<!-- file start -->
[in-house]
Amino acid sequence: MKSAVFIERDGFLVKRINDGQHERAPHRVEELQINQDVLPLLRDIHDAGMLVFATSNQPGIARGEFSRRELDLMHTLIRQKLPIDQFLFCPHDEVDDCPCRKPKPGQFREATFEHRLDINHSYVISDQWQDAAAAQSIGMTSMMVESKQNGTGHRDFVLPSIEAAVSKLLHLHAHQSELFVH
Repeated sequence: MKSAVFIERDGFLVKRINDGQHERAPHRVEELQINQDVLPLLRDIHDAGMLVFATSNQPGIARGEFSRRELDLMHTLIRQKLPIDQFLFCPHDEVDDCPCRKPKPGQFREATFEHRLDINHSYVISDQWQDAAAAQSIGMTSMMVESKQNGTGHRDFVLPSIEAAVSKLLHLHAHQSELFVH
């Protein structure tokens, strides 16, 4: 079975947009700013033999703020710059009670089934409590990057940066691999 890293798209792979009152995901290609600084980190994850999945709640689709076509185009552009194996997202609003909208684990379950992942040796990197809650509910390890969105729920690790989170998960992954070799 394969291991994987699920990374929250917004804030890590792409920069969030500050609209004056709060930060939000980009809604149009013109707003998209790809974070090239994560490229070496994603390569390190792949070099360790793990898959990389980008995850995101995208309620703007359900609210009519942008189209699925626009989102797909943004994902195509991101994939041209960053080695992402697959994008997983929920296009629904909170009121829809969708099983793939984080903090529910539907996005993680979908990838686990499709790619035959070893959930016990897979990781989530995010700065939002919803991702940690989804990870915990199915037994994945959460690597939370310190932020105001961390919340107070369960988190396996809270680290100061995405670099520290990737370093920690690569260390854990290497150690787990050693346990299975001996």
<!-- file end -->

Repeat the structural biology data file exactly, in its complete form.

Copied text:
[in-house]
Amino acid sequence: MKSAVFIERDGFLVKRINDGQHERAPHRVEELQINQDVLPLLRDIHDAGMLVFATSNQPGIARGEFSRRELDLMHTLIRQKLPIDQFLFCPHDEVDDCPCRKPKPGQFREATFEHRLDINHSYVISDQWQDAAAAQSIGMTSMMVESKQNGTGHRDFVLPSIEAAVSKLLHLHAHQSELFVH
Repeated sequence: MKSAVFIERDGFLVKRINDGQHERAPHRVEELQINQDVLPLLRDIHDAGMLVFATSNQPGIARGEFSRRELDLMHTLIRQKLPIDQFLFCPHDEVDDCPCRKPKPGQFREATFEHRLDINHSYVISDQWQDAAAAQSIGMTSMMVESKQNGTGHRDFVLPSIEAAVSKLLHLHAHQSELFVH
């Protein structure tokens, strides 16, 4: 079975947009700013033999703020710059009670089934409590990057940066691999 890293798209792979009152995901290609600084980190994850999945709640689709076509185009552009194996997202609003909208684990379950992942040796990197809650509910390890969105729920690790989170998960992954070799 394969291991994987699920990374929250917004804030890590792409920069969030500050609209004056709060930060939000980009809604149009013109707003998209790809974070090239994560490229070496994603390569390190792949070099360790793990898959990389980008995850995101995208309620703007359900609210009519942008189209699925626009989102797909943004994902195509991101994939041209960053080695992402697959994008997983929920296009629904909170009121829809969708099983793939984080903090529910539907996005993680979908990838686990499709790619035959070893959930016990897979990781989530995010700065939002919803991702940690989804990870915990199915037994994945959460690597939370310190932020105001961390919340107070369960988190396996809270680290100061995405670099520290990737370093920690690569260390854990290497150690787990050693346990299975001996």